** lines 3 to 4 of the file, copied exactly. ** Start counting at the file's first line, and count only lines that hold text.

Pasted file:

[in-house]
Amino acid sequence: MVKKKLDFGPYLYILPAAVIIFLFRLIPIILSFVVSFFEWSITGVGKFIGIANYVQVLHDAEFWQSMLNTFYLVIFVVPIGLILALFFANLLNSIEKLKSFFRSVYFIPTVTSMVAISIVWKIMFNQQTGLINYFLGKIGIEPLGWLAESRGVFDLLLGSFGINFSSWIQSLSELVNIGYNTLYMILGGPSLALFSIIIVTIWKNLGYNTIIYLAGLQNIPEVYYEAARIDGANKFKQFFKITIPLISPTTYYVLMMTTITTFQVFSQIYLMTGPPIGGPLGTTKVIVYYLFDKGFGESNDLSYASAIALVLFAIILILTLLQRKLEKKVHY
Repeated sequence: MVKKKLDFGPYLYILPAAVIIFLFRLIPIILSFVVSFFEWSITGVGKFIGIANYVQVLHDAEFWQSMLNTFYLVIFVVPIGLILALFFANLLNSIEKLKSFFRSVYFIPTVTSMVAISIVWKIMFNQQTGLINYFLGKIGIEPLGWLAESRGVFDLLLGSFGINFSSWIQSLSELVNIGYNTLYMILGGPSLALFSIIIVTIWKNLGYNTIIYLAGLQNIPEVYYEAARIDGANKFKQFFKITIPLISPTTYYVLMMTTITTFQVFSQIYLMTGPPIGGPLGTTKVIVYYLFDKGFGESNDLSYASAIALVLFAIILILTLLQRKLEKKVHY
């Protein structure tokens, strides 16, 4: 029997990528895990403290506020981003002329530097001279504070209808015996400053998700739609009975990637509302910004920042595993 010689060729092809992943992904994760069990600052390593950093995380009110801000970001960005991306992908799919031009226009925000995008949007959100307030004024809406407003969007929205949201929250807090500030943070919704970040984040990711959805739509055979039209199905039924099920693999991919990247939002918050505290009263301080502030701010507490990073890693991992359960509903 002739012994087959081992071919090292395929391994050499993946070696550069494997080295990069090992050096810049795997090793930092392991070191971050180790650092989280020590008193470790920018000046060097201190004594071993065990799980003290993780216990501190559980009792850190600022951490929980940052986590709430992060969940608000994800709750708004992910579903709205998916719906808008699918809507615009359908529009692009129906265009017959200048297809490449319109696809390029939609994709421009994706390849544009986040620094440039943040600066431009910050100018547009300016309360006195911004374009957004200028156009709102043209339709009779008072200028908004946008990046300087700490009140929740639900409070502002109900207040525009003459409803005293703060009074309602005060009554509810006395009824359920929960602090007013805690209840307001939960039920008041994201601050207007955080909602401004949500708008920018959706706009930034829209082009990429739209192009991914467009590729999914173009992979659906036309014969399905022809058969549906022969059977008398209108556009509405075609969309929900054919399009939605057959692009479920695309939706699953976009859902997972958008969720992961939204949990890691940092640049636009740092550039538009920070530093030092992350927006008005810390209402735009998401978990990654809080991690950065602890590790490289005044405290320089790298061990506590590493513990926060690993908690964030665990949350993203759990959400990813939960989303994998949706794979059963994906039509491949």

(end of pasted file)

Repeated sequence: MVKKKLDFGPYLYILPAAVIIFLFRLIPIILSFVVSFFEWSITGVGKFIGIANYVQVLHDAEFWQSMLNTFYLVIFVVPIGLILALFFANLLNSIEKLKSFFRSVYFIPTVTSMVAISIVWKIMFNQQTGLINYFLGKIGIEPLGWLAESRGVFDLLLGSFGINFSSWIQSLSELVNIGYNTLYMILGGPSLALFSIIIVTIWKNLGYNTIIYLAGLQNIPEVYYEAARIDGANKFKQFFKITIPLISPTTYYVLMMTTITTFQVFSQIYLMTGPPIGGPLGTTKVIVYYLFDKGFGESNDLSYASAIALVLFAIILILTLLQRKLEKKVHY
């Protein structure tokens, strides 16, 4: 029997990528895990403290506020981003002329530097001279504070209808015996400053998700739609009975990637509302910004920042595993 010689060729092809992943992904994760069990600052390593950093995380009110801000970001960005991306992908799919031009226009925000995008949007959100307030004024809406407003969007929205949201929250807090500030943070919704970040984040990711959805739509055979039209199905039924099920693999991919990247939002918050505290009263301080502030701010507490990073890693991992359960509903 002739012994087959081992071919090292395929391994050499993946070696550069494997080295990069090992050096810049795997090793930092392991070191971050180790650092989280020590008193470790920018000046060097201190004594071993065990799980003290993780216990501190559980009792850190600022951490929980940052986590709430992060969940608000994800709750708004992910579903709205998916719906808008699918809507615009359908529009692009129906265009017959200048297809490449319109696809390029939609994709421009994706390849544009986040620094440039943040600066431009910050100018547009300016309360006195911004374009957004200028156009709102043209339709009779008072200028908004946008990046300087700490009140929740639900409070502002109900207040525009003459409803005293703060009074309602005060009554509810006395009824359920929960602090007013805690209840307001939960039920008041994201601050207007955080909602401004949500708008920018959706706009930034829209082009990429739209192009991914467009590729999914173009992979659906036309014969399905022809058969549906022969059977008398209108556009509405075609969309929900054919399009939605057959692009479920695309939706699953976009859902997972958008969720992961939204949990890691940092640049636009740092550039538009920070530093030092992350927006008005810390209402735009998401978990990654809080991690950065602890590790490289005044405290320089790298061990506590590493513990926060690993908690964030665990949350993203759990959400990813939960989303994998949706794979059963994906039509491949």